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Ontario provincial highway network

The meaning of «ontario provincial highway network»

The Provincial Highway Network consists of all the roads in Ontario maintained by the Ministry of Transportation of Ontario (MTO), including those designated as part of the King's Highway, secondary highways, and tertiary roads. Components of the system—comprising 16,900 kilometres (10,500 mi) of roads and 2,880 bridges[GIS 1] —range in scale from Highway 401, the busiest highway in North America, to unpaved forestry and mining access roads. The longest highway is nearly 2,000 kilometres (1,200 mi) long, while the shortest is less than a kilometre. Some roads are unsigned highways, lacking signage to indicate their maintenance by the MTO; these may be remnants of highways that are still under provincial control whose designations were decommissioned, roadway segments left over from realignment projects, or proposed highway corridors.

Predecessors to today's modern highways include the foot trails and portages used by indigenous peoples in the time before European settlement. Shortly after the creation of the Province of Upper Canada in 1791, the new government under John Graves Simcoe built overland military roads to supplement water-based transportation, including Yonge Street and Dundas Street. At the time, road construction was under the control of the township and county governments. Local township roads were financed and constructed through a statute labor system that required landowners to make improvements in lieu of taxes. Private companies constructed corduroy and later plank roads and charged tolls in the second half of the 19th century. The rising popularity of the bicycle led to the formation of Ontario Good Roads Association, which advocated for the improvement of roads and recreation as the automobile rose to prominence.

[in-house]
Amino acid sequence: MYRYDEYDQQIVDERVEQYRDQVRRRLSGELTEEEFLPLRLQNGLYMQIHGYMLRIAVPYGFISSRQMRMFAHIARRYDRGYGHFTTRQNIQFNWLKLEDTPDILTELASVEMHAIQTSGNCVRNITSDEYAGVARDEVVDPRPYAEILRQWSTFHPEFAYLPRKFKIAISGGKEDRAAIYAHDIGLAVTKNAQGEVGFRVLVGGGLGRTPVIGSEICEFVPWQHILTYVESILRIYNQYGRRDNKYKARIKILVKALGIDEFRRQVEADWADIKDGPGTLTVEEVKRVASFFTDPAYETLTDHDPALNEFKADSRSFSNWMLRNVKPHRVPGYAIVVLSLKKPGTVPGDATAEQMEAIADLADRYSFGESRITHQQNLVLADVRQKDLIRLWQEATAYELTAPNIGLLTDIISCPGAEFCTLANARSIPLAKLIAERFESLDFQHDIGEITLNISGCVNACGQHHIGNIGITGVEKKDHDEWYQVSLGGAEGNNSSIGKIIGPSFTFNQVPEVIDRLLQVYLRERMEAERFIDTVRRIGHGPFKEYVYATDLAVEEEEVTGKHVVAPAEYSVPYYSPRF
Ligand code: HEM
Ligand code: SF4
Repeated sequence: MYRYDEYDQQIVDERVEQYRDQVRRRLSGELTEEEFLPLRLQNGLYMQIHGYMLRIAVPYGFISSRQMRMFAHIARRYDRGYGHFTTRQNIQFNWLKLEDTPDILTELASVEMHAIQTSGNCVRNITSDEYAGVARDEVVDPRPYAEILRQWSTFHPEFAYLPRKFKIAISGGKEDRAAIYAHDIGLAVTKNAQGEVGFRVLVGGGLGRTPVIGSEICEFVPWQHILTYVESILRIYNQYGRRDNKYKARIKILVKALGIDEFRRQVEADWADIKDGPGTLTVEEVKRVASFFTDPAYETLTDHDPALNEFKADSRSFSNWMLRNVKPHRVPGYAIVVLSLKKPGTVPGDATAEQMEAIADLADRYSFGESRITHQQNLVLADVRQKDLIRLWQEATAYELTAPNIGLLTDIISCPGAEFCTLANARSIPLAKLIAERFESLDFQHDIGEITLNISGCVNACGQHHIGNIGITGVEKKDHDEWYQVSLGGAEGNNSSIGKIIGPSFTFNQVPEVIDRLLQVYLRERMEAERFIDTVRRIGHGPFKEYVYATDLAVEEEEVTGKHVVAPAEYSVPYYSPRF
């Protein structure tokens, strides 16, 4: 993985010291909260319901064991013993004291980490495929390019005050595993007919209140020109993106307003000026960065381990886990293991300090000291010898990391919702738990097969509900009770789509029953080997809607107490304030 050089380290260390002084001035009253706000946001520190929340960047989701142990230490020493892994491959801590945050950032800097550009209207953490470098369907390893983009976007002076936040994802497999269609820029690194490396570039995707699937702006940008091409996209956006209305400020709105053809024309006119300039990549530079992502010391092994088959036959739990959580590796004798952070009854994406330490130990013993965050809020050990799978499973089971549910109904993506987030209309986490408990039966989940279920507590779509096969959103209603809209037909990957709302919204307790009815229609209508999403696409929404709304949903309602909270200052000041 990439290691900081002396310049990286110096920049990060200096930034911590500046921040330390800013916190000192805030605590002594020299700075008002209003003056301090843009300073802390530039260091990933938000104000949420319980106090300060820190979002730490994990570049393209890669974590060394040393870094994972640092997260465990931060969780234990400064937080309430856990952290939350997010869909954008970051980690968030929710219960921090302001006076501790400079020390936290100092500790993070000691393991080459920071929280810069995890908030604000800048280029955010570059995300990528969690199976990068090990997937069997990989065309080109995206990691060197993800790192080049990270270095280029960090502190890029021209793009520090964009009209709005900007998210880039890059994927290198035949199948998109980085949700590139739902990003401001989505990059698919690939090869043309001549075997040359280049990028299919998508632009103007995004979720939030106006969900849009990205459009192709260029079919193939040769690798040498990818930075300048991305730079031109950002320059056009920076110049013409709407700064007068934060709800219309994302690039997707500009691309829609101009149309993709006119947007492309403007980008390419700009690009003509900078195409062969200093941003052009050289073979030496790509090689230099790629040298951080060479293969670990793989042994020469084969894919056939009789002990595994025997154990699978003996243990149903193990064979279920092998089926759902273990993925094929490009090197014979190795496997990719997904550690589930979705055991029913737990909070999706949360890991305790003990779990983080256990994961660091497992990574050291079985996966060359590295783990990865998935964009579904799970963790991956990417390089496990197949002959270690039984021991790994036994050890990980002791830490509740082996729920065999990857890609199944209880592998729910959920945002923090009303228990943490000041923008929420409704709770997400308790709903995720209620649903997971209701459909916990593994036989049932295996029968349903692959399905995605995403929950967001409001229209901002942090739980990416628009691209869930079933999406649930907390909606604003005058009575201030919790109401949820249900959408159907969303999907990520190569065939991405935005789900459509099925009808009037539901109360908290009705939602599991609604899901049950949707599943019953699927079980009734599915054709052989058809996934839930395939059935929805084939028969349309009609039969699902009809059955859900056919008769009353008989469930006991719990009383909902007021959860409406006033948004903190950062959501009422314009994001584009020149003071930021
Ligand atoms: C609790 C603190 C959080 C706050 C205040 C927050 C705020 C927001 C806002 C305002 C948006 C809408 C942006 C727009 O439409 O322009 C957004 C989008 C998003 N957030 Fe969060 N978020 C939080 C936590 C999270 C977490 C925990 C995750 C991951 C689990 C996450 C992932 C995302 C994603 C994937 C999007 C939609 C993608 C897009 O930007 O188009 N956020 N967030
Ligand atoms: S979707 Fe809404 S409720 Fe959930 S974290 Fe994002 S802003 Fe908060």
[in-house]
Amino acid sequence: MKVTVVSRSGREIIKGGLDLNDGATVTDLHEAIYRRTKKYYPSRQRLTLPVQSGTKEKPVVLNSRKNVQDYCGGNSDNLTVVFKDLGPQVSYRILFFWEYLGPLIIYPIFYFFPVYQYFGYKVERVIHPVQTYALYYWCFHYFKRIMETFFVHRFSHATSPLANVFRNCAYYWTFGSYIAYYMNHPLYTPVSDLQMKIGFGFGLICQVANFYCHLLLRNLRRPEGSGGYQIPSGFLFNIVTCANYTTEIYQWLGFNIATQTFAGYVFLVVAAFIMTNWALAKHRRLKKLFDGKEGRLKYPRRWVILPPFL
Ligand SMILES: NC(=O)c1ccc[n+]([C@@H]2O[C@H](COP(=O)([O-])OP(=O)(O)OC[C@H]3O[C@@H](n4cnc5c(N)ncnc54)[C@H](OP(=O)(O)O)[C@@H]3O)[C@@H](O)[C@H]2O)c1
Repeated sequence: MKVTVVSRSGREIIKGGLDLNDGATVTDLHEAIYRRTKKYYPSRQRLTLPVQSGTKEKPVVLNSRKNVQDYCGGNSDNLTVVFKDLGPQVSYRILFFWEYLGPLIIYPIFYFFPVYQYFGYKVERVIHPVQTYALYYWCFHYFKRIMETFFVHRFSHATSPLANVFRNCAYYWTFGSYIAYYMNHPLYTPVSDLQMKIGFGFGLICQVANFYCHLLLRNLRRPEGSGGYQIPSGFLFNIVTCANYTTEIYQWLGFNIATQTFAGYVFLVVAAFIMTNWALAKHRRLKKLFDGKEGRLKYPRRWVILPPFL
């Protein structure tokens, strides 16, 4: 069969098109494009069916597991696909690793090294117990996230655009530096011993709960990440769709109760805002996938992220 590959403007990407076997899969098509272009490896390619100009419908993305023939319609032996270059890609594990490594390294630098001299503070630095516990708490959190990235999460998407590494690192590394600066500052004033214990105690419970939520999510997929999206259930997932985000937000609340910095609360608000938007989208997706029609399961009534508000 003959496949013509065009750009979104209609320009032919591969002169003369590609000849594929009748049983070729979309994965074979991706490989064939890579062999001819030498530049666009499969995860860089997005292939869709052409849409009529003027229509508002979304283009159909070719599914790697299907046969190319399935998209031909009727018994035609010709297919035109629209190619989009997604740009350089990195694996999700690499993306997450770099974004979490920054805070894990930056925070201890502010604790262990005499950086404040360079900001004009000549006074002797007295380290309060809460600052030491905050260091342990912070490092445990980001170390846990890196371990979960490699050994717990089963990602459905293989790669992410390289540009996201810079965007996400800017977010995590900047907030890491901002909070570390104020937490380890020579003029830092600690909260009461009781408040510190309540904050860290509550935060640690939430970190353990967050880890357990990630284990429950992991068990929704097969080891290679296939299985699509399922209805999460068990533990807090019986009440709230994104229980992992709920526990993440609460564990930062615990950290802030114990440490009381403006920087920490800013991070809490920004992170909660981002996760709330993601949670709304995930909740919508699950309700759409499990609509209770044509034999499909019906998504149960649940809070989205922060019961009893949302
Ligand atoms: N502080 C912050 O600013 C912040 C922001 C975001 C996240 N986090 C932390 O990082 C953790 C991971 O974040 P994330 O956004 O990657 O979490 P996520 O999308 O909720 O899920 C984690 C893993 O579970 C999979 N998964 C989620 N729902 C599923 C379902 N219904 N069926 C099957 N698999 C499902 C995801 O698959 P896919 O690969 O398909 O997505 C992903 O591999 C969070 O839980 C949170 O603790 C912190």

By the early 20th century, the province had taken interest in road improvement and began funding it through counties. The increasing adoption of the automobile resulted in the formation of the Department of Public Highways of Ontario (DPHO) in 1916. The passing of the Canada Highways Act in 1920 resulted in the establishment of a provincial network of highways. The DPHO assigned internal highway numbers to roads in the system, and in 1925, the numbers were signposted along the roads and marked on maps. In 1930, provincial highways were renamed King's Highways and the familiar crown route markers created. The DPHO was also renamed the Department of Highways (DHO).

The 1930s saw several major depression relief projects built by manual labour, including the first inter-city divided highway in North America along the Middle Road, which would become the Queen Elizabeth Way in 1939. In 1937, the DHO merged with the Department of Northern Development, extending the highway network into the Canadian Shield. Significant traffic engineering and surveying through the war years, during which construction came to a near standstill, led to the planning and initial construction of controlled-access highways. The 400-series highways were built beginning in the late 1940s and numbered in 1952.

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